Determine possibility to sort via hasmethod(isless, (T,T) for AbstractVector{T}

I want to decide if an AbstractVector is sorted to adequately choose the code path for my algorithm. For this I first need to know if it is safe to call issorted(A). Are there faster/better/more robust ways than doing it like this:

issafelysorted(A::AbstractVector{T}) where T = isconcretetype(T) && 
    hasmethod(isless, (T,T)) &&
    (issorted(A) || issorted(A, rev = true))
# or
issafelysortedTry(x::AbstractVector{T}) where T = 
    try issorted(x) || issorted(x, rev = true) catch e false end

Both are quite expensive to call in case isless is not defined, as can be seen here:

julia> using BenchmarkTools

julia> struct Foo x end

julia> b = [Foo(4), Foo(6)]
2-element Array{Foo,1}:
 Foo(4)
 Foo(6)

julia> @btime issafelysorted($b)

  6.412 ÎĽs (4 allocations: 176 bytes)
false

julia> @btime issafelysortedTry($b)
  55.576 ÎĽs (5 allocations: 208 bytes)
false

julia> Base.isless(x::Foo,y::Foo) = x.x < y.x

julia> @btime issafelysorted($b)
  349.260 ns (1 allocation: 32 bytes)
true

julia> @btime issafelysortedTry($b)
  36.243 ns (0 allocations: 0 bytes)
true

I am confused: if you want to sort, wouldn’t you need isless anyway? So I would just assume that it exists and get a MethodError early if it doesn’t.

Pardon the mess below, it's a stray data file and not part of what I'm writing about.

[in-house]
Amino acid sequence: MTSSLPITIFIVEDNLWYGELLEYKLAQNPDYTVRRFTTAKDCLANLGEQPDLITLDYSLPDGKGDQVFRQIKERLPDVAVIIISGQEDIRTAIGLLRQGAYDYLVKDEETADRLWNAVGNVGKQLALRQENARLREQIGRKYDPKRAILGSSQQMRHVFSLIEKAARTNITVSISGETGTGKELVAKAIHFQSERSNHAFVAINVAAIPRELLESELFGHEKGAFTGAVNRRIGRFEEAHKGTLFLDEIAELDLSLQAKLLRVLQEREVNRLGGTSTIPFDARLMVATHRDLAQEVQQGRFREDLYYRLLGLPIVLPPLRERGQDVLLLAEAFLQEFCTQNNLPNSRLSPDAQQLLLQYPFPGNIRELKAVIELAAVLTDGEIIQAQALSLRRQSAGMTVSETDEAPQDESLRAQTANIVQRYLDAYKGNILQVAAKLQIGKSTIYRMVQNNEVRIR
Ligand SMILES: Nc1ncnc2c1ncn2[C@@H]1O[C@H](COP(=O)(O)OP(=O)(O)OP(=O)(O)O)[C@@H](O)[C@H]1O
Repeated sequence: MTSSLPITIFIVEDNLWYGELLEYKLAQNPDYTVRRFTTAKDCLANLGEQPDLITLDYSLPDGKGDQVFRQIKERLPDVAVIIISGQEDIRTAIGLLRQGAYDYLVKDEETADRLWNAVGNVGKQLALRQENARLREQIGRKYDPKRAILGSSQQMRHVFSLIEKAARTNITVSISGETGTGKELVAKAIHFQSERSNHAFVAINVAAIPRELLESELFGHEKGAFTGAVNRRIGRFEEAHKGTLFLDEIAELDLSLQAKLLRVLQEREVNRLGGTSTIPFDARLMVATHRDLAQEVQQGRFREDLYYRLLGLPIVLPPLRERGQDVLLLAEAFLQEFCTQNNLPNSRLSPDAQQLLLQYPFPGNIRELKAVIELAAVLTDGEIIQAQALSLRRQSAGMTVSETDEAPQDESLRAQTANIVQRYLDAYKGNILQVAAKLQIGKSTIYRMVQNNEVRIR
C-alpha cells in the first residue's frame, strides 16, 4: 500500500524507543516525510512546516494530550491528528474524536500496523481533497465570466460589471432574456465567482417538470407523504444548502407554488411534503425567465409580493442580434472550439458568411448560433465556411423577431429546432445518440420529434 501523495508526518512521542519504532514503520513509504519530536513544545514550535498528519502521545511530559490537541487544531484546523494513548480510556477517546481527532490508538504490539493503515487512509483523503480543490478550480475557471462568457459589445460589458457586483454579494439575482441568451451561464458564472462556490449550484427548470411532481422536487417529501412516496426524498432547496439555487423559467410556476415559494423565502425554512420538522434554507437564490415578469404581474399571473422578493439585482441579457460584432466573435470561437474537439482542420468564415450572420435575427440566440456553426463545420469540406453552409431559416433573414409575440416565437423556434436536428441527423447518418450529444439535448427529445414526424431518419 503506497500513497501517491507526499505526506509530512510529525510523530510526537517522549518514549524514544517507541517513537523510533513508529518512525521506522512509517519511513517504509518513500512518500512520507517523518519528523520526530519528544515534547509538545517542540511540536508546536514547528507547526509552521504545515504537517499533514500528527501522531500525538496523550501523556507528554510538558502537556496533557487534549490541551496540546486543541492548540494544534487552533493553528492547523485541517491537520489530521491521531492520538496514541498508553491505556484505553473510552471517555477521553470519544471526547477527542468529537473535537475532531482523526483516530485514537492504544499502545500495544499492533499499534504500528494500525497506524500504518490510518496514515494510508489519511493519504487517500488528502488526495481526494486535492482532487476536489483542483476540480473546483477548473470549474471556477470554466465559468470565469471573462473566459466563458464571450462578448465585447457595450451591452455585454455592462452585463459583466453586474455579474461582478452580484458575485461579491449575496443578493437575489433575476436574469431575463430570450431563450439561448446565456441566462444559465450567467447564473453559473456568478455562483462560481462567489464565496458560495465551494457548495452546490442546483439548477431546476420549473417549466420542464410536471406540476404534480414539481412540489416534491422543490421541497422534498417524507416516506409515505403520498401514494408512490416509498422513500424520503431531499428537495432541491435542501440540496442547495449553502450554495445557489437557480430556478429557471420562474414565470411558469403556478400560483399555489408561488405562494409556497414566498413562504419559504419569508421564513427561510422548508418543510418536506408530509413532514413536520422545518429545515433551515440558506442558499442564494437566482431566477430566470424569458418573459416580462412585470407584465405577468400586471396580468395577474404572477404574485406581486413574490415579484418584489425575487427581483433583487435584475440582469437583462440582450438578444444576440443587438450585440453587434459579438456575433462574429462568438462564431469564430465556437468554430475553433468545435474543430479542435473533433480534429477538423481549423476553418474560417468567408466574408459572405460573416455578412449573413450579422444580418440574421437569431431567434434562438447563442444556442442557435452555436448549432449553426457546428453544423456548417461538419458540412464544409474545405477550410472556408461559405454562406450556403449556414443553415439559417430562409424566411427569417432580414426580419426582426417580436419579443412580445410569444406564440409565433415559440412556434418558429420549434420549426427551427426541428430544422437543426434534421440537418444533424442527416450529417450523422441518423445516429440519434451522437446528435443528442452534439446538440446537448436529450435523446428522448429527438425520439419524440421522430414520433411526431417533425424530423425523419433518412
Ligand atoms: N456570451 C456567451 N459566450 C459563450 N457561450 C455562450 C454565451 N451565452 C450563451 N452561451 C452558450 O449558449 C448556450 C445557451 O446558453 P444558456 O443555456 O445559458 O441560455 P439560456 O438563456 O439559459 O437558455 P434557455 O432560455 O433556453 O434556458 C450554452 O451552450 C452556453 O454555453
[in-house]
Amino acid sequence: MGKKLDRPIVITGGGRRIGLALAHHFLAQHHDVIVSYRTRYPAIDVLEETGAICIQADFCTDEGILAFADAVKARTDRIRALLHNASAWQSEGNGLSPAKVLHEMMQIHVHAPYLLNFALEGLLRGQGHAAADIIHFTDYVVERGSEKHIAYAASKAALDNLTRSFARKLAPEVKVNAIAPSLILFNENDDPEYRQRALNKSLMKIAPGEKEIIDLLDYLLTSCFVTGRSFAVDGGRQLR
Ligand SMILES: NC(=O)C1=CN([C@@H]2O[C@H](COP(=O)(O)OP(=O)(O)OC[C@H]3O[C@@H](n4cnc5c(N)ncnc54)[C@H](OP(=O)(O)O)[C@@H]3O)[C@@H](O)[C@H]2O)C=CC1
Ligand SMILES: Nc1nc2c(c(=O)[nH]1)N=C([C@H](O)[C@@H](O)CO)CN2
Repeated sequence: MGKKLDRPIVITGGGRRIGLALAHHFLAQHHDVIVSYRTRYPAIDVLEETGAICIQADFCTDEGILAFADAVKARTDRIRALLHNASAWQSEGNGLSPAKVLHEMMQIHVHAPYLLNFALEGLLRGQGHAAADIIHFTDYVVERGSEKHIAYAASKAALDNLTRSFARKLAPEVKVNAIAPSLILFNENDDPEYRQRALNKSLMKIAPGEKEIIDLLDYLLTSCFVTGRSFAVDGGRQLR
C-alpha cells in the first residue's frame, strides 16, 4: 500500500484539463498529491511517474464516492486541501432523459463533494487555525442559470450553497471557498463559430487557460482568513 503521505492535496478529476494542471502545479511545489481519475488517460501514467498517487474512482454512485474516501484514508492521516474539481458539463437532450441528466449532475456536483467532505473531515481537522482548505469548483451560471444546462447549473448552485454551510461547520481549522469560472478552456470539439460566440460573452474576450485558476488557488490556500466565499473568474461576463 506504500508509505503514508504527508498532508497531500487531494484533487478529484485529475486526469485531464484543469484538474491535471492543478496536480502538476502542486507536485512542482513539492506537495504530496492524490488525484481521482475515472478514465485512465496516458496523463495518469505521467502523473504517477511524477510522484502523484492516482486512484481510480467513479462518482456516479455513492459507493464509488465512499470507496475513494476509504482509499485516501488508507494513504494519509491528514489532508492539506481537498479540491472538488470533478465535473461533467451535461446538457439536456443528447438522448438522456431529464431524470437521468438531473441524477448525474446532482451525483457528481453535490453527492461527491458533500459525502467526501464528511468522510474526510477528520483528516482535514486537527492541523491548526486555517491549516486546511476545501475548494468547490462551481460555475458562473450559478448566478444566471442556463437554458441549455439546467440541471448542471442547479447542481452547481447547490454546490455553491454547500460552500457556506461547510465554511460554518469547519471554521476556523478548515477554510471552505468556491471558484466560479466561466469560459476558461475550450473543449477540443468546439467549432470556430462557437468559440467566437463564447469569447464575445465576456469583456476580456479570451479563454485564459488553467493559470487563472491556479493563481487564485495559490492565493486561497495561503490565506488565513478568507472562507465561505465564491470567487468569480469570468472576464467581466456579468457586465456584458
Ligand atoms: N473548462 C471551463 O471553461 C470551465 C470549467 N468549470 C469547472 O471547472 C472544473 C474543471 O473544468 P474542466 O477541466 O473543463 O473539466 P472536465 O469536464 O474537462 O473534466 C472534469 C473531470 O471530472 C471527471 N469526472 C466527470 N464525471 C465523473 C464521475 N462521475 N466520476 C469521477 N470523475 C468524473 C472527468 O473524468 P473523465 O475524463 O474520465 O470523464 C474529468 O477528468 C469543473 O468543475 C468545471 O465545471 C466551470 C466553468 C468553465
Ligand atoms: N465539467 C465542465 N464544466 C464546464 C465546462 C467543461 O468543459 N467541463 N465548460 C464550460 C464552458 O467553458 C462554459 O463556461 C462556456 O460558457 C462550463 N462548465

For this algorithm the AbstractVector doesn’t necessarily needs to be sortable, but if it is sortable and sorted I can follow a faster code path.

if sortable(A) && issorted(A)
# fast code path
else
# slow code path
end

If you don’t need the issafelysorted function to be dynamic, you could determine this at compile time with a generated function.

Maybe something like this?

@generated function issafelysorted(A::AbstractVector{T}) where T
    if isconcretetype(T) && hasmethod(isless, Tuple{T,T})
        return :(issorted(A) || issorted(A, rev=true))
    else
        return :false
    end
end
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Thx, I might be misreading something but apparently this is now allowed (manual - metaprogramming):

Generated functions must not mutate or observe any non-constant global state (including, for example, IO, locks, non-local dictionaries, or using hasmethod ).

2 Likes

You’re correct. It’s not allowed, although it will sometimes work (the fact that it only sometimes works is exactly why it’s not allowed).

Julia makes no guarantees about when, or how often, the @generated function body will be called. By putting a hasmethod() call in there, you’re fixing the result based on whether that method happened to exist when the @generated function body was called. That can give inconsistent behavior if, for example, that generator happens to be run before the relevant isless method is defined.

4 Likes

I was asking exactly the same question a few weeks ago :slight_smile:

1 Like